$336,000 Penalty for Coal Miners’ Deaths

The owners-operators of the Kentucky Darby Mine No. 1, Ralph Napier, Connie G. Napier, and John D. North, were assessed a $336,000 penalty by the U.S. Mine Safety and Health Administration (MSHA) for violations related to the May 20, 2006 explosion and death of five coal miners.  Press reports indicate that MSHA officials met for four hours yesterday with family members of the deceased miners, along with Paul Ledford, the only survivor from the crew, to discuss their investigation, findings and the citations issued to the mine operator. 

The Louisville Courier-Journal’s Ralph Dunlop and Jim Carroll recap the events leading to the explosion, a

“blast so powerful that it ruptured oil cans and broke mirrors on vehicles parked outside the mine.” 

They also describe some family members’ dissatisfaction with the penalty leveled against the mine operator.

“Tilda Thomas, the widow of Paris Thomas, Jr (53), said after last night’s meeting that she thought the proposed MSHA fine was a small price to pay ‘for our husband’s lives.  If I killed someone, I would get life in prison.’”

The Associated Press’ Roger Alford reported similar comments from other Darby widows:

“’My husband was worth more that that,’ said Melissa Lee, whose husband Jimmy Lee (33) was mong the five victims.  ‘That’s a drop in the bucket for this company.  It’s a mockery to the men who died.’” 

MSHA’s investigation report lists six conditions or practices that contributed to the disaster, and mentions an additional 37 violations issued as part of the investigation.  Like the Sago mine disaster five months earlier, the Darby mine explosion occurred in an area where Omega-block seals had been installed, but not properly constructed.  In the Darby case, several metal straps (previously needed for roof support) were left up in the mine roof and protruded across the top of the newly constructed wall, preventing the critical solid barrier to form from the old mined-out area.  When the operator learned that an MSHA inspector would be visiting the mine to look precisely at how the seal had been constructed (a special initiative undertaken by MSHA after learning of the seal-construction problems at the Sago mine) the employer knew something had to be done about the protruding straps.  If the inspector saw the metal straps, he’d know the seals had not been properly installed.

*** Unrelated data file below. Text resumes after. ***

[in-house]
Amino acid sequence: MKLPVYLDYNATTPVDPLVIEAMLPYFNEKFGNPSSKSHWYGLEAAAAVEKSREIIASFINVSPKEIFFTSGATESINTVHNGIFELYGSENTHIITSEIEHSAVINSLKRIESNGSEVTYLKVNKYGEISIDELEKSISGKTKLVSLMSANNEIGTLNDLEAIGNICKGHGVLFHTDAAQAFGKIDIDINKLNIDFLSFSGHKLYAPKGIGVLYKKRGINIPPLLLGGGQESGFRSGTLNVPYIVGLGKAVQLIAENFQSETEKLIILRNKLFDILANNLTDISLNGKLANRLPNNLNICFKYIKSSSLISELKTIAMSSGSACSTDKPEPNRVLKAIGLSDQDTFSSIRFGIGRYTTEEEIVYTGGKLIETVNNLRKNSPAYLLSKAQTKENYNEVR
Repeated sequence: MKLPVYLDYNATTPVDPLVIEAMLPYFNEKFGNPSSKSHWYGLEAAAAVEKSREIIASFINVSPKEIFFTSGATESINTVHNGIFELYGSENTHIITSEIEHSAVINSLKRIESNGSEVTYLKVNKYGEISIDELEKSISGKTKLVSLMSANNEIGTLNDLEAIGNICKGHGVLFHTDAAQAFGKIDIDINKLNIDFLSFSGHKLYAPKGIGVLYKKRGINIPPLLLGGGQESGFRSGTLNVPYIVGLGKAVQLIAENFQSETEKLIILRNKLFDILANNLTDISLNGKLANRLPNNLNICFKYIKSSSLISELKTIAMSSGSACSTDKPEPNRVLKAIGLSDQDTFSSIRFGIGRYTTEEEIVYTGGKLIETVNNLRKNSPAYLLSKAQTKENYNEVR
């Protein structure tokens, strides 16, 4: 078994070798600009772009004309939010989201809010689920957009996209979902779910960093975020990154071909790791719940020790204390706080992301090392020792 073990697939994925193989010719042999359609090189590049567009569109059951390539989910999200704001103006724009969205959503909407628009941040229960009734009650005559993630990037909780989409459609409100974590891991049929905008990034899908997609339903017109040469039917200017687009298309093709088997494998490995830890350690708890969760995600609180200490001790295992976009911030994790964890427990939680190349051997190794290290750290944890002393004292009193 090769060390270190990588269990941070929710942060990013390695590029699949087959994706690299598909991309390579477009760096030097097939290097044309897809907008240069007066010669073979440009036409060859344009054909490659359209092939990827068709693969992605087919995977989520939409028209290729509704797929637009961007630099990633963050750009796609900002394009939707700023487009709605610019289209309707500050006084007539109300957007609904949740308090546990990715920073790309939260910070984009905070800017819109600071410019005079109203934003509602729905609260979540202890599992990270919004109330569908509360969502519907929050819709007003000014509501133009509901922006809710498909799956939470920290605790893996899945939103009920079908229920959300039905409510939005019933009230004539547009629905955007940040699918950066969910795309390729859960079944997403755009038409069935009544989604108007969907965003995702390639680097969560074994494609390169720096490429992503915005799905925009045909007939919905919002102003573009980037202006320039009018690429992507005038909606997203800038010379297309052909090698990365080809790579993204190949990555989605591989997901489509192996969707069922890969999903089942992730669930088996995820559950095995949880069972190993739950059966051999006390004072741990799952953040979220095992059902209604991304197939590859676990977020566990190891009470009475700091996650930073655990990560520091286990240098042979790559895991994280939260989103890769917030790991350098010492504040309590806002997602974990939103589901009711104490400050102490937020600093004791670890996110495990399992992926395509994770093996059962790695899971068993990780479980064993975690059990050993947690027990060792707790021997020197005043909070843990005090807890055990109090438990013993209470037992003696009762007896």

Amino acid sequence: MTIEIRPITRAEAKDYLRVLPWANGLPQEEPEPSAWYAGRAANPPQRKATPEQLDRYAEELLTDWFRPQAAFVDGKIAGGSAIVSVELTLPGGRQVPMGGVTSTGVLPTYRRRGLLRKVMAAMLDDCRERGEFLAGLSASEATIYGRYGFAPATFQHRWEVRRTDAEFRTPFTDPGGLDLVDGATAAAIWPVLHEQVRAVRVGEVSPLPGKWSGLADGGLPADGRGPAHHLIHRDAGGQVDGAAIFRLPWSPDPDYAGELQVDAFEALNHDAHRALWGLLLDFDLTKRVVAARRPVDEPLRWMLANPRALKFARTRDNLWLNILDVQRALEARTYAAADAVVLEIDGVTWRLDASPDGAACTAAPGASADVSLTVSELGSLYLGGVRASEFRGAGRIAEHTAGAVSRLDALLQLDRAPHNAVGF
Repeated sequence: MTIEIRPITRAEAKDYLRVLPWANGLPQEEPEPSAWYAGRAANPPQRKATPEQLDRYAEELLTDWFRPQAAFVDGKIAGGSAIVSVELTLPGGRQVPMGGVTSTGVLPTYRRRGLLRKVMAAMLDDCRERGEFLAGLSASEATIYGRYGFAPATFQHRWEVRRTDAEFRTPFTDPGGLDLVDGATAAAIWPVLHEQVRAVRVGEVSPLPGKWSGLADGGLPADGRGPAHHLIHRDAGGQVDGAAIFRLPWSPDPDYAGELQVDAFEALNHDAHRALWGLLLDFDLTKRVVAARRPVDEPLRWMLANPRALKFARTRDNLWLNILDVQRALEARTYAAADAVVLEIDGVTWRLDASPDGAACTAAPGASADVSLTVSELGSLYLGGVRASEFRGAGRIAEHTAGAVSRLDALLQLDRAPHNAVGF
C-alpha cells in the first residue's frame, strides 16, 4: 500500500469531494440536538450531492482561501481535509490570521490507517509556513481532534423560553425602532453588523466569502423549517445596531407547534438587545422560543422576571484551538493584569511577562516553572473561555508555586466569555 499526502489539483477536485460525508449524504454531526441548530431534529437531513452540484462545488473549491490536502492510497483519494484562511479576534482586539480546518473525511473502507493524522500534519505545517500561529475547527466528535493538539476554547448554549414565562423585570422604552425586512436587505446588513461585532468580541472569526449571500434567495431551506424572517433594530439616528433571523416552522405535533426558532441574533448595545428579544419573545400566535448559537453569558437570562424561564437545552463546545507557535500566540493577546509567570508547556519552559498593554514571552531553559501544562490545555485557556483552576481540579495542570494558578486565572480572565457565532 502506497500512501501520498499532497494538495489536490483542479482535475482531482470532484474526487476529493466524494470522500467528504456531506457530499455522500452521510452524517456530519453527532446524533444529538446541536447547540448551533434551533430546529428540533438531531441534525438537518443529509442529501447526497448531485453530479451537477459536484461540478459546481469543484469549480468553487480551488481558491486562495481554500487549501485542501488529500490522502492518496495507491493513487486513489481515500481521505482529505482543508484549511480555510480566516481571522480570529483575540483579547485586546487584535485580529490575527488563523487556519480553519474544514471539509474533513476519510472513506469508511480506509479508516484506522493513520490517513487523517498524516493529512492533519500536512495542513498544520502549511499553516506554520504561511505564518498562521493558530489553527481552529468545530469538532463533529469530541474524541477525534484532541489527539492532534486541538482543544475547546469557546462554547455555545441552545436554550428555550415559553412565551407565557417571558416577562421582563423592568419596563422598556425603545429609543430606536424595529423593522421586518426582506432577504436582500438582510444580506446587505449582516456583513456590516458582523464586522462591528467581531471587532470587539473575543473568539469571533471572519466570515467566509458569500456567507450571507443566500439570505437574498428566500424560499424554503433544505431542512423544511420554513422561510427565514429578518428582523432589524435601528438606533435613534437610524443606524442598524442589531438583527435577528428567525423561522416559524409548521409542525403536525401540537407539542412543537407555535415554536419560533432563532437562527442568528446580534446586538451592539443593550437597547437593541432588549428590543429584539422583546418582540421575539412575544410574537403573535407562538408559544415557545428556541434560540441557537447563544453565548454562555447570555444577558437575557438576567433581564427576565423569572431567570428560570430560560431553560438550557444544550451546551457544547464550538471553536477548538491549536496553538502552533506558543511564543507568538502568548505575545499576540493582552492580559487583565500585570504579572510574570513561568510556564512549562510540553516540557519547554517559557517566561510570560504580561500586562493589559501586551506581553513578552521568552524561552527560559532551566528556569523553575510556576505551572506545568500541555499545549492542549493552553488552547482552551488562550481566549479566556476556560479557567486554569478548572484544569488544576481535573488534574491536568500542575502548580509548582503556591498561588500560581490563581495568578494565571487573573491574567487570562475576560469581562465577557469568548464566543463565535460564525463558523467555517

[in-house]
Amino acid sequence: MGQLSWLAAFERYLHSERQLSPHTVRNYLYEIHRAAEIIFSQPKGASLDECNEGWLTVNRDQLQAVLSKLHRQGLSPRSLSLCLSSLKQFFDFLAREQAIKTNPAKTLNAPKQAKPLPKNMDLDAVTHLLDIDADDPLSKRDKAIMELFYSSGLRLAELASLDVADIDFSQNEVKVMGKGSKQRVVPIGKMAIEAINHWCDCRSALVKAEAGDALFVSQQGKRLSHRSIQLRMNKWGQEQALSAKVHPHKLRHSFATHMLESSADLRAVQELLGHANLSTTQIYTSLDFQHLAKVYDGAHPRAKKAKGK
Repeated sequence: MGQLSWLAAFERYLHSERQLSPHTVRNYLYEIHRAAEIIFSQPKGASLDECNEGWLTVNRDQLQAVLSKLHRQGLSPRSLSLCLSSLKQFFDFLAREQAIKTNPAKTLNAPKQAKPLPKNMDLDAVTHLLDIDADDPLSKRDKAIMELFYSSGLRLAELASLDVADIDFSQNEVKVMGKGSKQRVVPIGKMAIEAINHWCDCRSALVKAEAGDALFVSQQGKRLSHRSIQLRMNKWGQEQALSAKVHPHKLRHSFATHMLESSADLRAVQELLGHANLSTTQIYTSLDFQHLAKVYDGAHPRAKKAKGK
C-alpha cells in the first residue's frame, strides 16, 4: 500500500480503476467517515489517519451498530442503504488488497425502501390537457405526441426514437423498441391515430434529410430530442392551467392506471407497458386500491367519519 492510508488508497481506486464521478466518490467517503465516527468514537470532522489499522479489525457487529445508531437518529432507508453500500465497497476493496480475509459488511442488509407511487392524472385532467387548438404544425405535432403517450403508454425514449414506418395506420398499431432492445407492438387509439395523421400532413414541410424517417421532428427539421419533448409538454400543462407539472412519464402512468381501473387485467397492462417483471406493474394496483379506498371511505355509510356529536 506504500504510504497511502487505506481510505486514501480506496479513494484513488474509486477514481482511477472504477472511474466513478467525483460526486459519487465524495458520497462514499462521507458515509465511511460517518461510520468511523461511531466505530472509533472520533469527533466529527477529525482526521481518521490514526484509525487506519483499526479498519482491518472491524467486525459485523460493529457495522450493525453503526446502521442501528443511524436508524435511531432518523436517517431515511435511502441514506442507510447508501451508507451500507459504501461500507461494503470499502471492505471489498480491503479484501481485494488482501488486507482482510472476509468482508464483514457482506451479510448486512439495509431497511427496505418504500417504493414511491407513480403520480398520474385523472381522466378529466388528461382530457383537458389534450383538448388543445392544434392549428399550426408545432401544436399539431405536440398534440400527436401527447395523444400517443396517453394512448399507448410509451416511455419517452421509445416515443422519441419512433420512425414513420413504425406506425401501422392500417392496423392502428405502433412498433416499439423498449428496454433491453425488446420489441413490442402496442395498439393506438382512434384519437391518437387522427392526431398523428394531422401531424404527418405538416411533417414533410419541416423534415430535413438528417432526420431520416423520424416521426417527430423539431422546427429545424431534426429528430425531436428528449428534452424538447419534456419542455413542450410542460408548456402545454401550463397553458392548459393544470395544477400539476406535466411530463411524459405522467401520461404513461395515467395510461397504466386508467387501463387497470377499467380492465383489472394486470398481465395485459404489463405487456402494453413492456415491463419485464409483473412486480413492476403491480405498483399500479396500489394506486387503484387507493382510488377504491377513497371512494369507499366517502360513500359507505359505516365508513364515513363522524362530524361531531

As the Louisville Courier-Journal reporters recount:

“Assistant foreman James Philpot told investigators that [Amon] Brock said he ‘had to get something done’ about the straps that night before because MSHA inspector Stanley Sturgill was due at the mine the next Monday.  And a notepad belonging to Brock, and found in the area of the explosion, contained a notation to cut some straps.” 

On this matter, the MSHA report reads:

“During the course of the investigation, a small notepad, identified by mine employees as belonging to Brock, was discovered lying on the mine floor in the main return just outby the location of the No. 3 Seal. The phrase ‘Cut straps & 2 Buckets sealant’ was written on the first page of the notepad. A photograph of this page of the notepad is included in Appendix U.”

As MSHA’s report  indicates (and is similar in this regard to the State’s report issued in December 2006) that Amon Brock and Jimmy Lee were using an acetylene cylinder and cutting torch to cut the metal straps across the top of the seal.  

“The metal roof straps each contained longitudinal channels which, under certain conditions, could create a conduit for gases to flow from the sealed area into the active workings. It is most likely that such a conduit was created on May 20, 2006, when one of the metal straps was cut with an oxygen/acetylene torch, allowing an explosive mixture of methane and air to come into contact with either the torch flame or materials heated by the torch flame.”

The six MSHA citations issued yesterday to the Kentucky Darby Mine operator include three with the highest negligence classification (i.e., reckless disregard) for failing to properly construct the mine seals and using an open flame underground.  The three other citations were deemed “high negligence” and involved inadequate escapeways and maps, insufficient evacuation training, and inadequate training in the proper use of self-contained self-rescue breathing devices.  The federal investigation was led by Thomas E. Light of MSHA’s New Stanton, PA office, along with mine experts from the agency’s offices in Morgantown WV, Pineville WV, Pikeville KY, Vincennes IN and Pittsburgh PA.

During yesterday’s meeting with families of the deceased Darby miners, MSHA officials would not comment on whether they would be turning the case over to the U.S. Department of Justice for possible criminal charges. 

Celeste Monforton is a researcher associate and lecturer at the George Washington School of Public Health & Health Services.  She worked at the US Department of Labor (OSHA (1991-1995) and MSHA (1996-2001)) as a policy analyst and special assistant.